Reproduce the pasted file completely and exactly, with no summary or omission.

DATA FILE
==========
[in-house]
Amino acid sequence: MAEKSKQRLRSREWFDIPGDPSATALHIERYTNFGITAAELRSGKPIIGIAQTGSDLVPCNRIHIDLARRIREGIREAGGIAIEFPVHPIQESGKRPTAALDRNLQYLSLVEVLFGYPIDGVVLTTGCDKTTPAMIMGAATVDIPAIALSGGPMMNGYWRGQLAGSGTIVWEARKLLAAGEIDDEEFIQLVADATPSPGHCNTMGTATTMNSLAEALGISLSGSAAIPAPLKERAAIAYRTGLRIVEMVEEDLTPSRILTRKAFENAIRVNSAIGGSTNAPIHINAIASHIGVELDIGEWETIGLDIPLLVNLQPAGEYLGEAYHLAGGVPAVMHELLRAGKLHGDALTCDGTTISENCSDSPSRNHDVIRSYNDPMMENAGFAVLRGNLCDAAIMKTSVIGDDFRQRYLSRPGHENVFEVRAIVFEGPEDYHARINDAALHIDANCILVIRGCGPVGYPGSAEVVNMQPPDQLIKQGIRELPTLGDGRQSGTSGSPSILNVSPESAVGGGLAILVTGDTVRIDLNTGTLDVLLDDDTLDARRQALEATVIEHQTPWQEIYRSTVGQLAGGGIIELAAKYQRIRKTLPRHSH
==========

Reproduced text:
[in-house]
Amino acid sequence: MAEKSKQRLRSREWFDIPGDPSATALHIERYTNFGITAAELRSGKPIIGIAQTGSDLVPCNRIHIDLARRIREGIREAGGIAIEFPVHPIQESGKRPTAALDRNLQYLSLVEVLFGYPIDGVVLTTGCDKTTPAMIMGAATVDIPAIALSGGPMMNGYWRGQLAGSGTIVWEARKLLAAGEIDDEEFIQLVADATPSPGHCNTMGTATTMNSLAEALGISLSGSAAIPAPLKERAAIAYRTGLRIVEMVEEDLTPSRILTRKAFENAIRVNSAIGGSTNAPIHINAIASHIGVELDIGEWETIGLDIPLLVNLQPAGEYLGEAYHLAGGVPAVMHELLRAGKLHGDALTCDGTTISENCSDSPSRNHDVIRSYNDPMMENAGFAVLRGNLCDAAIMKTSVIGDDFRQRYLSRPGHENVFEVRAIVFEGPEDYHARINDAALHIDANCILVIRGCGPVGYPGSAEVVNMQPPDQLIKQGIRELPTLGDGRQSGTSGSPSILNVSPESAVGGGLAILVTGDTVRIDLNTGTLDVLLDDDTLDARRQALEATVIEHQTPWQEIYRSTVGQLAGGGIIELAAKYQRIRKTLPRHSH